The Rise of Ransomware
I’d be surprised if you haven’t heard of ransomware before. This is when hackers gain access to your computer through malicious or infected websites or popups, and then encrypt a portion of your hard drive and all your important files. The first sign of trouble is a notice on your screen demanding cash to unlock your data. If you ever needed convincing on the importance of having secure data backups, this is it.
The technology used in these attacks is so sophisticated even the FBI ARE NOW ADVISING to ‘just pay the money’. And unlike the large corporate data breaches that we tend to see happening in the US and the UK, ransomware is active right here in our little corner of Africa. I personally know of three people who have been subjected to ransomware attacks in the past 3 months (None were using Cloudbox of course!)
So what can you do to protect yourself?
- Use reputable ‘business’ grade antivirus and a firewall. I’m not going to mention any names, but the free stuff just doesn’t cut it anymore, and it’s simply not worth the risk for the minimal cost that gets you really good protection.
- Make sure DATA BACKUPS are done often, automatically, and securely.
- Make sure your IT is properly managed. There’s nothing worse than expecting to have secure data backups and it’s not there when you need it.
- Browse safe. The internet is a little bit like a big city – you know when you’re in the wrong part of town. Be careful, and stay safe. Don’t click on that alleyway when you don’t know what’s down it.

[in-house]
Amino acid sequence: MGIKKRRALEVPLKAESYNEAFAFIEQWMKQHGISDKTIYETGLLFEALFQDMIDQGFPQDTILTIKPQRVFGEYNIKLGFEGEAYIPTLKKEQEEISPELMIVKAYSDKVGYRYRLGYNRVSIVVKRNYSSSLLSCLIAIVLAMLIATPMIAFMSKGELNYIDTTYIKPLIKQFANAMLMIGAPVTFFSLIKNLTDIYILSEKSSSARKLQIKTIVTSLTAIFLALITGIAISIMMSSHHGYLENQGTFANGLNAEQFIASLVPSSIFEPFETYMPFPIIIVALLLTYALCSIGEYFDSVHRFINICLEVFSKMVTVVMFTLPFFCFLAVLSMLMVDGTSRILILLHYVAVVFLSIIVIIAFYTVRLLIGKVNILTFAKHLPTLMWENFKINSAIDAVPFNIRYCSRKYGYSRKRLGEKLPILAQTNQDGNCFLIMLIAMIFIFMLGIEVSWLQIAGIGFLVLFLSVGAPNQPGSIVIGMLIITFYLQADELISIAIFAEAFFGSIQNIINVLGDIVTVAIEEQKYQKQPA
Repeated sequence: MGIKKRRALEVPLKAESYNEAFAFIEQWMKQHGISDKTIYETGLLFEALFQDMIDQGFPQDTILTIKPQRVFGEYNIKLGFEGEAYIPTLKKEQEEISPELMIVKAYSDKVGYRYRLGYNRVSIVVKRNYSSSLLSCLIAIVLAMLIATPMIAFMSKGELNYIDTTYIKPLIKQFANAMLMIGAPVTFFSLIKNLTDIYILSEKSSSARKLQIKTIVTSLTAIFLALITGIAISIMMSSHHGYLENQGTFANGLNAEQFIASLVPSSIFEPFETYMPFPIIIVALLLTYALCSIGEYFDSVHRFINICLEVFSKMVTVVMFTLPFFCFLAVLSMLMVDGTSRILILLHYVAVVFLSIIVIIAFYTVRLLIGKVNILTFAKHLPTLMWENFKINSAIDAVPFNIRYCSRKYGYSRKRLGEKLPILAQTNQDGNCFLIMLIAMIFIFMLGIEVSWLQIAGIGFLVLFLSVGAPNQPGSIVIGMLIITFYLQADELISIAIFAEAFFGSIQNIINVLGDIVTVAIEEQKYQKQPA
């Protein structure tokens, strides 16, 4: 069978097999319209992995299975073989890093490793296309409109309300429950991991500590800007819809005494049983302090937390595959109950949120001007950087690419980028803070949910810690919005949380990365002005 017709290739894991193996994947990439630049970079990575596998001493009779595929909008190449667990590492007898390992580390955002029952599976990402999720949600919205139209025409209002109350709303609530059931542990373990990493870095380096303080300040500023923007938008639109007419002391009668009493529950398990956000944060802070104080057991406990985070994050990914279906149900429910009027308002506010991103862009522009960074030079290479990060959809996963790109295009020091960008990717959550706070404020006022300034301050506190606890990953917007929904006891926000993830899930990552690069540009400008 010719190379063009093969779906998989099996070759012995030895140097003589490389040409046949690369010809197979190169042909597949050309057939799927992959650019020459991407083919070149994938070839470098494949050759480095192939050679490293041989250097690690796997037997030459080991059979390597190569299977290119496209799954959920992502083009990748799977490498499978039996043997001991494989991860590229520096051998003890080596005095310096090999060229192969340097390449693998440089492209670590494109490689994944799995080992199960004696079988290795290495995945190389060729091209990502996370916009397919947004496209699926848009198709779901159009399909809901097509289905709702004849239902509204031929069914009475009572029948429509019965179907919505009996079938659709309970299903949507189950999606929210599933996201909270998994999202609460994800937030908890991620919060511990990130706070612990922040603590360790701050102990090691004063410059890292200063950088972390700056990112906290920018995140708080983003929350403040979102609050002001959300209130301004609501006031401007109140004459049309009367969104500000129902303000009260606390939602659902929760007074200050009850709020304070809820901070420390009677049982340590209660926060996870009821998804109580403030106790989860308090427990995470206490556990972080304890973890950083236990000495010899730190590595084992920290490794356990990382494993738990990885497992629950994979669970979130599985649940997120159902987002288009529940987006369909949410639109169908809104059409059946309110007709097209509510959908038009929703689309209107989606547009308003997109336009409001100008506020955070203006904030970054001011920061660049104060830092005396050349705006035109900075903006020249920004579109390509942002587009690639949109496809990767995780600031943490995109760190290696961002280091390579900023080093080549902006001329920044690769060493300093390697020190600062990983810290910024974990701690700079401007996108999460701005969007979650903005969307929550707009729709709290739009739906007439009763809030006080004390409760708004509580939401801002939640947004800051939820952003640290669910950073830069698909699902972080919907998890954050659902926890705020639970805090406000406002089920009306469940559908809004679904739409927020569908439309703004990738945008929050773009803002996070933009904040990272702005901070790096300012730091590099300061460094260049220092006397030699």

Just this past week I came across my 4th case of ransomware. Someone I know (CHATHAM HOUSE RULES apply) got hit the hardest I’ve seen yet. We think the malware got into the environment via a USB stick on an unprotected laptop, walked into the network and then onto an aging and badly maintained file server. All in all nearly 9TB of critical business data encrypted, with a lovely little calling card with instructions on how to use a TOR browser and head off to the dark web to pay approx. 700$ in BitCoin for the pleasure of the encryption key to unlock your data.
Now there are only really two ways out of a situation like this: Have good recent DATA BACKUPS to restore from, or pay the money. Let’s just say things got worse from there, and I found myself in search of 1.87 BTC (yes that really is the going exchange rate) to do a deal with the criminal underworld. The next hurdle was that to legitimately purchase Bitcoin in South Africa through an exchange like BITX, you need to FICA yourself, and jumping through that hoop as a company can take up to five days which was obviously too long. Luckily I know a guy who knew a guy, and once you’re in the game you can transfer BitCoin easier and faster than finding an Uber driver at OR Tambo.
So we did the deal, spent a couple of nerve-wrecking hours working through the ominous warning of “you have to disable your antivirus to run this decryption software”, and got the 9TB of data back. Several people have expressed amazement that the $700 actually got the right stuff to unlock the files, but you need to remember this is not some pimply teenager having fun – this is serious organised crime and big business. As soon as they don’t give the goods in exchange for the money, people would stop paying, so you’re more than likely to get the right key to your data (although there are obviously no guarantees).
And even though this was not a Cloudbox customer, they are starting to see the value in properly managed IT and industry leading security…
Security and compliance have been key parts of Cloudbox from the start, so if you’re with us don’t worry, we’ve got your back (and your data backups).
And if you’re not, maybe it’s time you gave CLOUDBOX a call?
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